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Local News

JJC officials at odds over financial challenges

The Joliet Junior College Renaissance Center stands alight on March 31 in downtown Joliet.
The Joliet Junior College Renaissance Center stands alight on March 31 in downtown Joliet.

JOLIET – Joliet Junior College might be in for trying times if the state budget impasse continues, especially with sharp disputes among its trustees. 

Those disputes boiled to the surface at a Tuesday meeting when the board approved, among other things, a salary increase for JJC President Judy Mitchell, the budget and the reappointment of grant-funded staff.

Trustees Andrew Mihelich and Alicia Morales pulled several items from the agenda for discussion as they were hesitant to approve a salary increase for Mitchell or other expenses in the face of uncertain state funding and a tuition hike. 

However, board Vice Chairwoman Maureen Broderick was insistent on the board following parliamentary procedures and not “double guessing” Mitchell’s response to the state budget crisis.

Morales and Broderick were at odds throughout the meeting after Broderick motioned to limit discussion of agenda items, which Board President Robert Wunderlich said could be done. At one point, Morales asked Broderick to not be disrespectful to her and Broderick accused Morales of micromanaging.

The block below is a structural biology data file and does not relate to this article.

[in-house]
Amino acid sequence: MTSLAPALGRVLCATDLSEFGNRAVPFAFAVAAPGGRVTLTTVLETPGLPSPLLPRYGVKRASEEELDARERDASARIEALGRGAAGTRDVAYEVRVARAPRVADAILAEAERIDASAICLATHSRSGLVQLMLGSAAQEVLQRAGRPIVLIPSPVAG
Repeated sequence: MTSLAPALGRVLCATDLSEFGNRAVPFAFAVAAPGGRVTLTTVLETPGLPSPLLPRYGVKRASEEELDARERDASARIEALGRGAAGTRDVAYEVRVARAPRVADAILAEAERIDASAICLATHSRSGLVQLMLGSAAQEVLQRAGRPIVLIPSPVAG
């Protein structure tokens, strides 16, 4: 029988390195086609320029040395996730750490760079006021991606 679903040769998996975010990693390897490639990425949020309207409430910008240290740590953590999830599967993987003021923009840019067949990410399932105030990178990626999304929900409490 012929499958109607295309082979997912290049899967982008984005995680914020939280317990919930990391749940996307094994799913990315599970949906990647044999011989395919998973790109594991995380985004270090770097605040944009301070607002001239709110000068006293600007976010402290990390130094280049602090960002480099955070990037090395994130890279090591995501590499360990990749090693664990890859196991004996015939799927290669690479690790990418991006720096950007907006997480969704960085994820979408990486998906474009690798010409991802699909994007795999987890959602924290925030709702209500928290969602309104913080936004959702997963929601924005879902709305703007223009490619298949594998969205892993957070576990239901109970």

Wunderlich said he spoke with Morales and Broderick after the meeting, saying he didn’t want to continue being a referee for them and that they needed to work together. 

“Everyone’s got to start working together,” Wunderlich said. 

JJC officials said they expect to receive only 50 percent of state funding next fiscal year, and the board approved the tuition increase to help keep operations afloat. College officials have blamed for their woes the lack of state funding and continued inaction by state lawmakers to agree on and pass a budget. 

Since 2011, the college has trimmed millions in operational costs. Mitchell has said the college will continue to reduce costs to help reduce the financial burden for students as well as keep staff salaries low compared to peer institutions. After the college’s final audit, she said she expects JJC will have positive financial statements. 

“Over time, we have reduced programmatic budgets, not filled vacant positions and delayed campus improvement projects, amongst other things. Due to these efforts, we continue to ask our employees to provide the same quality services with less resources,” Mitchell said in an email. 

A continual concern for Morales is the college’s spending. At the May 1 meeting as well as on Tuesday, Morales has expressed concern over approving contracts, salaries and other expenses while the college struggles with enrollment and hikes tuition amid the state budget crisis.

At both meetings, Broderick remained adamant that the board follow parliamentary procedure. Broderick asserts that college officials she met through the Governance Leadership Institute in Washington, D.C., said the procedures are needed so the board does not become dysfunctional. Questions for Mitchell should be asked before the meeting, she said.

She said she’s not trying to be rude, but “very business and matter-of-fact.”

Morales said she feels as though she’s being badgered by Broderick, and that she’s not micromanaging but asking questions to “determine if the way we are managing the budget” is the best for taxpayers and students. 

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